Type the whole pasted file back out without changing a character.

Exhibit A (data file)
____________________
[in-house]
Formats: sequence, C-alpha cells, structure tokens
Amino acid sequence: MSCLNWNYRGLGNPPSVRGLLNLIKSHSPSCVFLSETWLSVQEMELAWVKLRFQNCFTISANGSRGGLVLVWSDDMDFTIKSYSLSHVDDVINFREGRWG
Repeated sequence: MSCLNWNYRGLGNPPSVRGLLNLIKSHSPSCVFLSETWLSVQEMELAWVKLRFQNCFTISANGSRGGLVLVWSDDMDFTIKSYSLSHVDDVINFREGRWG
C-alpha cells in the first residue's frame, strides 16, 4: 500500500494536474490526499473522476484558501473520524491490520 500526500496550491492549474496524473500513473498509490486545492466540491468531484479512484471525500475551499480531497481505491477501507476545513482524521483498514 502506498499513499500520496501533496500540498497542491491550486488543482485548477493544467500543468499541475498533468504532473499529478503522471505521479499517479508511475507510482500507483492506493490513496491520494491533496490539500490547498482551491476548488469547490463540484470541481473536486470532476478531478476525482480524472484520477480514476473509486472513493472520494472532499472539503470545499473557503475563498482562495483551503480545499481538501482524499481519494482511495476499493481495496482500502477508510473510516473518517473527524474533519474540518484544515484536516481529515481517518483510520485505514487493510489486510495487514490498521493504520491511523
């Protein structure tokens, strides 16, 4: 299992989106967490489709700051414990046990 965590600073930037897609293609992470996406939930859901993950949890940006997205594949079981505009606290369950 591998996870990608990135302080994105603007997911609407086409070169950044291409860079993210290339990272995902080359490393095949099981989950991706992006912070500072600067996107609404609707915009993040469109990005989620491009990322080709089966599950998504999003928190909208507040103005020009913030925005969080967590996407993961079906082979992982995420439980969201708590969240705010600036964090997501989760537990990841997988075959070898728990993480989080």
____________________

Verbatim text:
[in-house]
Formats: sequence, C-alpha cells, structure tokens
Amino acid sequence: MSCLNWNYRGLGNPPSVRGLLNLIKSHSPSCVFLSETWLSVQEMELAWVKLRFQNCFTISANGSRGGLVLVWSDDMDFTIKSYSLSHVDDVINFREGRWG
Repeated sequence: MSCLNWNYRGLGNPPSVRGLLNLIKSHSPSCVFLSETWLSVQEMELAWVKLRFQNCFTISANGSRGGLVLVWSDDMDFTIKSYSLSHVDDVINFREGRWG
C-alpha cells in the first residue's frame, strides 16, 4: 500500500494536474490526499473522476484558501473520524491490520 500526500496550491492549474496524473500513473498509490486545492466540491468531484479512484471525500475551499480531497481505491477501507476545513482524521483498514 502506498499513499500520496501533496500540498497542491491550486488543482485548477493544467500543468499541475498533468504532473499529478503522471505521479499517479508511475507510482500507483492506493490513496491520494491533496490539500490547498482551491476548488469547490463540484470541481473536486470532476478531478476525482480524472484520477480514476473509486472513493472520494472532499472539503470545499473557503475563498482562495483551503480545499481538501482524499481519494482511495476499493481495496482500502477508510473510516473518517473527524474533519474540518484544515484536516481529515481517518483510520485505514487493510489486510495487514490498521493504520491511523
């Protein structure tokens, strides 16, 4: 299992989106967490489709700051414990046990 965590600073930037897609293609992470996406939930859901993950949890940006997205594949079981505009606290369950 591998996870990608990135302080994105603007997911609407086409070169950044291409860079993210290339990272995902080359490393095949099981989950991706992006912070500072600067996107609404609707915009993040469109990005989620491009990322080709089966599950998504999003928190909208507040103005020009913030925005969080967590996407993961079906082979992982995420439980969201708590969240705010600036964090997501989760537990990841997988075959070898728990993480989080």